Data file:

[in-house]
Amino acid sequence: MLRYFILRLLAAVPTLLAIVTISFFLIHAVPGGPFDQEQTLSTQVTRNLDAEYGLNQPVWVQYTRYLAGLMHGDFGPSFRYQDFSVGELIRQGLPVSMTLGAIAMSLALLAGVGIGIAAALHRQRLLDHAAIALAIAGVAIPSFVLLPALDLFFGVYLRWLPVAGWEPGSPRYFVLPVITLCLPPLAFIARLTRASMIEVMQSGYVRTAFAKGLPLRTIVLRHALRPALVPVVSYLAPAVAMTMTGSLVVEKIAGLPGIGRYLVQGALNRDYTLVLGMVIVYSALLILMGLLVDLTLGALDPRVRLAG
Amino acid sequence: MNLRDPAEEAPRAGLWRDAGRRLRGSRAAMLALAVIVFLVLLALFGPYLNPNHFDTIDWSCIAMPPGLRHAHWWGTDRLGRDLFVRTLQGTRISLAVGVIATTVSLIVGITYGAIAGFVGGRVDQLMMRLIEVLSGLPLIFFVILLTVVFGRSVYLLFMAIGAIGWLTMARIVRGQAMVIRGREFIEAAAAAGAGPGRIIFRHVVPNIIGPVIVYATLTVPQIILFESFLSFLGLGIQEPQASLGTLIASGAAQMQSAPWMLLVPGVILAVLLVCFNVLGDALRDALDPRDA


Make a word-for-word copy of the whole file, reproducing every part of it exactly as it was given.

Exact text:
[in-house]
Amino acid sequence: MLRYFILRLLAAVPTLLAIVTISFFLIHAVPGGPFDQEQTLSTQVTRNLDAEYGLNQPVWVQYTRYLAGLMHGDFGPSFRYQDFSVGELIRQGLPVSMTLGAIAMSLALLAGVGIGIAAALHRQRLLDHAAIALAIAGVAIPSFVLLPALDLFFGVYLRWLPVAGWEPGSPRYFVLPVITLCLPPLAFIARLTRASMIEVMQSGYVRTAFAKGLPLRTIVLRHALRPALVPVVSYLAPAVAMTMTGSLVVEKIAGLPGIGRYLVQGALNRDYTLVLGMVIVYSALLILMGLLVDLTLGALDPRVRLAG
Amino acid sequence: MNLRDPAEEAPRAGLWRDAGRRLRGSRAAMLALAVIVFLVLLALFGPYLNPNHFDTIDWSCIAMPPGLRHAHWWGTDRLGRDLFVRTLQGTRISLAVGVIATTVSLIVGITYGAIAGFVGGRVDQLMMRLIEVLSGLPLIFFVILLTVVFGRSVYLLFMAIGAIGWLTMARIVRGQAMVIRGREFIEAAAAAGAGPGRIIFRHVVPNIIGPVIVYATLTVPQIILFESFLSFLGLGIQEPQASLGTLIASGAAQMQSAPWMLLVPGVILAVLLVCFNVLGDALRDALDPRDA